The term memory implies the capacity to encode, store, and retrieve information. The possibility that memory might not be a unitary system was proposed by William JAMES (1898) who suggested two systems which he named primary and secondary memory. Donald HEBB (1949) also proposed a dichotomy, suggesting that the brain might use two separate neural mechanisms with primary or short-term storage being based on electrical activation, while long-term memory reflected the growth of relatively permanent neuronal links between assemblies of cells.
Empirical support for a two-component view began to emerge in the late 1950s, when Brown (1958) and Peterson and Peterson (1959) observed that even small amounts of information would show rapid forgetting, provided the subject was prevented from maintaining it by active rehearsal. The characteristic forgetting pattern appeared to differ from that observed in standard long-term memory experiments, leading to the suggestion that performance depended on a separate short-term store. Such a view was vigorously opposed by Melton (1963), leading to a period of intense activity during the early 1960s that was concerned with the question of whether memory should be regarded as a unitary or dichotomous system.
By the late 1960s, the evidence seemed to strongly favor the dichotomous view. A particularly influential source of evidence was provided by a small number of neuropsychological patients who appeared to have a specific deficit of either the short-term or the long-term system. The clearest evidence of preserved short-term (STM) and impaired long-term memory (LTM) comes in the classic amnesiac syndrome. Particularly influential was case H.M. who underwent bilateral excision of the HIPPOCAMPUS in an attempt to treat intractable epilepsy. H.M. was left with a profound amnesia, unable to commit new material to memory, whether visual or verbal, and showing no capacity to learn his way around a new environment, to recognize people who worked with him regularly, or to remember the content of anything he read or saw. His STM, on the other hand, as evidenced by the capacity to hear and repeat back a string of digits such as a telephone number, was quite normal (Milner 1966).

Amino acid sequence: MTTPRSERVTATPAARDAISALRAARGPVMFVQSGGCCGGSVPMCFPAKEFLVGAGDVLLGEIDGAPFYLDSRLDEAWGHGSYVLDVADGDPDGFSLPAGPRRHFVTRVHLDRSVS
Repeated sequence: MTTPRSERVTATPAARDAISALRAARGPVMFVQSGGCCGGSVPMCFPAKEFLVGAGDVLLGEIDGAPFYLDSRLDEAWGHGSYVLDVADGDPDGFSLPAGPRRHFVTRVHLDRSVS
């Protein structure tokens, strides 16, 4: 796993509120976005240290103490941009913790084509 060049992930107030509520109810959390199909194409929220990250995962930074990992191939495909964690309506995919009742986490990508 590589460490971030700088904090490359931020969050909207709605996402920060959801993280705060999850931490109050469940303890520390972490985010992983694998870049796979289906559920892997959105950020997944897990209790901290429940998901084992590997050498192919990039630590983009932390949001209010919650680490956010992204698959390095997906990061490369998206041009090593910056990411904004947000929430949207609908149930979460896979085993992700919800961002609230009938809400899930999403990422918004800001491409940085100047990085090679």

The opposite pattern of memory deficit was demonstrated by Shallice and Warrington (1970) in a patient, K.F., who was unable to repeat back more than two digits, but whose long-term learning capacity and everyday memory were well within the normal range. His lesion was in the left hemisphere in an area known to be associated with language. Subsequent studies have shown that language and short-term phonological memory are often impaired in the same patient, but that the two areas are separable and the symptoms dissociable. When tested on the Petersons' short-term forgetting task, patients like K.F. proved to show very rapid forgetting, whereas densely amnesiac patients show normal performance, provided their amnesia is pure and unaffected by more general intellectual deficits (Baddeley and Warrington 1970).
Evidence from normal subjects paralleled the neuropsychological research in suggesting the need for at least two separate memory systems. Many memory tests appeared to show two separate components, one that was durable and long-term while the other showed rapid dissipation. For example, if a subject hears a list of twenty unrelated words and is asked to recall as many as possible in any order, there will be a tendency for the last few words to be well recalled, the so-called recency effect. However a delay of only a few seconds is sufficient for the effect to disappear, while recall of earlier items remains stable. When this paradigm was applied to neuropsychological patients, those with STM deficits showed preservation of the long-term component, but little or no recency, while amnesiac patients showed the opposite pattern.
Finally the learning characteristics of the two systems appeared to differ. The short-term system has a limited capacity, but appears to be relatively insensitive to speed of presentation, and in the case of verbal material to be sensitive to the sound or phonological characteristics of the material presented. The long-term system, on the other hand, has a huge capacity but a relatively slow rate of acquisition of new material, and a tendency to encode verbal material in terms of its meaning rather than sound (Baddeley 1966a, 1966b; Waugh and Norman 1965).